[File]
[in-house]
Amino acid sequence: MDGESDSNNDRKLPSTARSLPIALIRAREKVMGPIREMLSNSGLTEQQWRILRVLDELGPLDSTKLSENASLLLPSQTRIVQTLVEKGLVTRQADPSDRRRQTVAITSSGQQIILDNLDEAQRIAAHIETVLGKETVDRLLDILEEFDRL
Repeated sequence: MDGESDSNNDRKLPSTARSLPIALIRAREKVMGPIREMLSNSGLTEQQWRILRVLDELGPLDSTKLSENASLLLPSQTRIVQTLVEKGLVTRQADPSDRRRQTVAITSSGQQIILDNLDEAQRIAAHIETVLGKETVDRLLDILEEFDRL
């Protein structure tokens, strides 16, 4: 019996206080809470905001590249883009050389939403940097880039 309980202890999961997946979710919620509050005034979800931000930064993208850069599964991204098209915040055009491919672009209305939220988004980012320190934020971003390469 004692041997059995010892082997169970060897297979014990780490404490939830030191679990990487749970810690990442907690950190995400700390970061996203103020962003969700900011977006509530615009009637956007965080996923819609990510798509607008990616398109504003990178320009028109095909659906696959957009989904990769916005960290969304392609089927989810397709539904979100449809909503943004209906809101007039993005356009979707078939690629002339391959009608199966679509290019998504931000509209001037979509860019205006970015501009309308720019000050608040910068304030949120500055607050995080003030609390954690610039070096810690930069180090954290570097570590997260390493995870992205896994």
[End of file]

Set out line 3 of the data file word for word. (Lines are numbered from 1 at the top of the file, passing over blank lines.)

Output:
Repeated sequence: MDGESDSNNDRKLPSTARSLPIALIRAREKVMGPIREMLSNSGLTEQQWRILRVLDELGPLDSTKLSENASLLLPSQTRIVQTLVEKGLVTRQADPSDRRRQTVAITSSGQQIILDNLDEAQRIAAHIETVLGKETVDRLLDILEEFDRL